Westover Village: Historic Preservation Public Hearing on Wed, May 16 at 7:30 PM

Come to the HALRB Public Hearing on Westover
Where: County Office Bldg 2100 Clarendon Blvd
When: Wednesday, May 16, starting at 7:30 PM
Why: Save Westover Apartments


Public Hearing to Consider Historic Designation of Westover Apts

Plan to attend and speak in favor of local historic designation of Westover Village apartments; local designation would prevent demolition of existing market-rate apartment buildings. In the past three years, 11 buildings with 100 apartments were demolished or scheduled for demolition. In their place are now towering million dollar townhouses surrounded by pavement.

Save our neighborhood and trees and green space and our neighbors who are moderate income renters who have lived here since 1940. Arlington must have a place for moderate income renters and not become a place just for the rich.

Historic Designation Preserves Apartments!
• Stop demolitions and keep current affordable rental apartments
• Attend and speak in favor of historic designation at the Arlington County Historic Affairs Landmarks Review Board public hearing on Wednesday, May 16, 2018, starting at 7:30 pm at Arlington County Building, 2100 Clarendon Blvd, https://projects.arlingtonva.us/projects/westover-neighborhood-study/

Meet in front of Westover Post Office at 6:45 PM on May 16 if you need a ride and we will carpool together

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March 5, 2018

Petition to ban plastic bags in commercial stores in Arlington VA

Petition to the Arlington County Board from Arlington residents to Ban Single-Use Plastic Bags in Arlington, Virginia

• Whereas—over 90 percent of single-use plastic bags end up in solid waste or in streams, lakes, and oceans, as litter and harming sea life and the world ecology;
• the second leading man-made waste found in the world’s oceans and waters are plastic bags causing damage to sea and human life, and in 25 years there will be more plastic waste by weight than fish in the oceans;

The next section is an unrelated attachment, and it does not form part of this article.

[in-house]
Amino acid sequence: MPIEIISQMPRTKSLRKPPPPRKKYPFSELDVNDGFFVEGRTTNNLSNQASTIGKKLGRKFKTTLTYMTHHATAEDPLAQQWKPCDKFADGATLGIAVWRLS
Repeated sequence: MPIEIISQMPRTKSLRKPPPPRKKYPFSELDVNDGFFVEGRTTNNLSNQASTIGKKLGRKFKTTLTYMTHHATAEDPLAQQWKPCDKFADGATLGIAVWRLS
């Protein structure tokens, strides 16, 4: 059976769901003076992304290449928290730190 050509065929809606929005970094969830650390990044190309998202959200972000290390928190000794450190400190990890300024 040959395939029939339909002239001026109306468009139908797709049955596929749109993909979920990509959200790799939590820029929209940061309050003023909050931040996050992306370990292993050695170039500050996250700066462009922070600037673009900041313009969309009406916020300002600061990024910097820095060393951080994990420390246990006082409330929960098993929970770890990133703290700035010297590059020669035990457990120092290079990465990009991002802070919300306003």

• Arlington residents generate over 100 million single-use plastic bags a year, nearly all of which is never recycled;
• About 400 million tons of carbon emissions are wasted worldwide to produce plastic bags (more carbon than emitting from Britain);
• We the signed residents of Arlington Virginia therefore ask the Arlington County Board to ban single use plastic bags from commercial establishments in Arlington Virginia.

Name Address (include ZIP) Email
__________________ _____________________ Arlington, VA _____ ____________
__________________ _____________________ Arlington, VA _____ ____________
__________________ _____________________ Arlington, VA _____ ____________
__________________ _____________________ Arlington, VA _____ ____________
__________________ _____________________ Arlington, VA _____ ____________
__________________ _____________________ Arlington, VA _____ ____________
__________________ ____________________ Arlington, VA _____ ____________
__________________ _____________________ Arlington, VA _____ ____________
__________________ _____________________ Arlington, VA _____ ___________
__________________ _____________________ Arlington, VA _____ ___________
__________________ _____________________ Arlington, VA _____ ____________
__________________ __________________ Arlington, VA _____ ____________
__________________ _____________________ Arlington, VA _____ ____________
__________________ _____________________ Arlington, VA _____ ____________
Sponsored by the Arlington Greens, Arlington VA 22205. Email: Info@greensofarlington.org.
Website: www.greensofarlington.org March 2018

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Ban plastic bags in Arlington